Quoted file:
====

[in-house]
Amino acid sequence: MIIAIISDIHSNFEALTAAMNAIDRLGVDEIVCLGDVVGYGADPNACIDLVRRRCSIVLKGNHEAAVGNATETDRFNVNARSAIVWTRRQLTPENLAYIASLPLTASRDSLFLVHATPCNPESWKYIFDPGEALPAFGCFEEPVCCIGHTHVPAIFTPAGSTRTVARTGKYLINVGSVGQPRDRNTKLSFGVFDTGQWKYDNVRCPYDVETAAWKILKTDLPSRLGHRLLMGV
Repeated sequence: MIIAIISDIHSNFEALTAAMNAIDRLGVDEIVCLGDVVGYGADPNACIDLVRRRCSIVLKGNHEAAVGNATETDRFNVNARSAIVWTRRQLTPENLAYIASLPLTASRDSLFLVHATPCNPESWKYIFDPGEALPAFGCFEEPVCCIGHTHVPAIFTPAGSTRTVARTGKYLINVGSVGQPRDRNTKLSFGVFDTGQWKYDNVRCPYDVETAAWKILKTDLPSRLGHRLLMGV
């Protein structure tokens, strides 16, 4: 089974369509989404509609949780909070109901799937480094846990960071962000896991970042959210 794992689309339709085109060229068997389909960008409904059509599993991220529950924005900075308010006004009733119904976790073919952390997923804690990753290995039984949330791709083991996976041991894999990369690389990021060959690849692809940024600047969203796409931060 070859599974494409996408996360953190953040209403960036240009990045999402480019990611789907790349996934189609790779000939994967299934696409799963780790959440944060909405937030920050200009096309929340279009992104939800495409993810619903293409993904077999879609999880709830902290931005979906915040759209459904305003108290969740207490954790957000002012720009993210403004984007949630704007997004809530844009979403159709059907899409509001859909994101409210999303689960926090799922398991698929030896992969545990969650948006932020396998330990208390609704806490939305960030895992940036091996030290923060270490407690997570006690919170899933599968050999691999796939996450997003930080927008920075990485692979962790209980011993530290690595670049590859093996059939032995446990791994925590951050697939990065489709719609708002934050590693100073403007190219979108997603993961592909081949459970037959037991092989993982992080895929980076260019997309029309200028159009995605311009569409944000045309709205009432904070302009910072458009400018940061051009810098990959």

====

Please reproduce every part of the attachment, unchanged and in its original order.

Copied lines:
[in-house]
Amino acid sequence: MIIAIISDIHSNFEALTAAMNAIDRLGVDEIVCLGDVVGYGADPNACIDLVRRRCSIVLKGNHEAAVGNATETDRFNVNARSAIVWTRRQLTPENLAYIASLPLTASRDSLFLVHATPCNPESWKYIFDPGEALPAFGCFEEPVCCIGHTHVPAIFTPAGSTRTVARTGKYLINVGSVGQPRDRNTKLSFGVFDTGQWKYDNVRCPYDVETAAWKILKTDLPSRLGHRLLMGV
Repeated sequence: MIIAIISDIHSNFEALTAAMNAIDRLGVDEIVCLGDVVGYGADPNACIDLVRRRCSIVLKGNHEAAVGNATETDRFNVNARSAIVWTRRQLTPENLAYIASLPLTASRDSLFLVHATPCNPESWKYIFDPGEALPAFGCFEEPVCCIGHTHVPAIFTPAGSTRTVARTGKYLINVGSVGQPRDRNTKLSFGVFDTGQWKYDNVRCPYDVETAAWKILKTDLPSRLGHRLLMGV
């Protein structure tokens, strides 16, 4: 089974369509989404509609949780909070109901799937480094846990960071962000896991970042959210 794992689309339709085109060229068997389909960008409904059509599993991220529950924005900075308010006004009733119904976790073919952390997923804690990753290995039984949330791709083991996976041991894999990369690389990021060959690849692809940024600047969203796409931060 070859599974494409996408996360953190953040209403960036240009990045999402480019990611789907790349996934189609790779000939994967299934696409799963780790959440944060909405937030920050200009096309929340279009992104939800495409993810619903293409993904077999879609999880709830902290931005979906915040759209459904305003108290969740207490954790957000002012720009993210403004984007949630704007997004809530844009979403159709059907899409509001859909994101409210999303689960926090799922398991698929030896992969545990969650948006932020396998330990208390609704806490939305960030895992940036091996030290923060270490407690997570006690919170899933599968050999691999796939996450997003930080927008920075990485692979962790209980011993530290690595670049590859093996059939032995446990791994925590951050697939990065489709719609708002934050590693100073403007190219979108997603993961592909081949459970037959037991092989993982992080895929980076260019997309029309200028159009995605311009569409944000045309709205009432904070302009910072458009400018940061051009810098990959």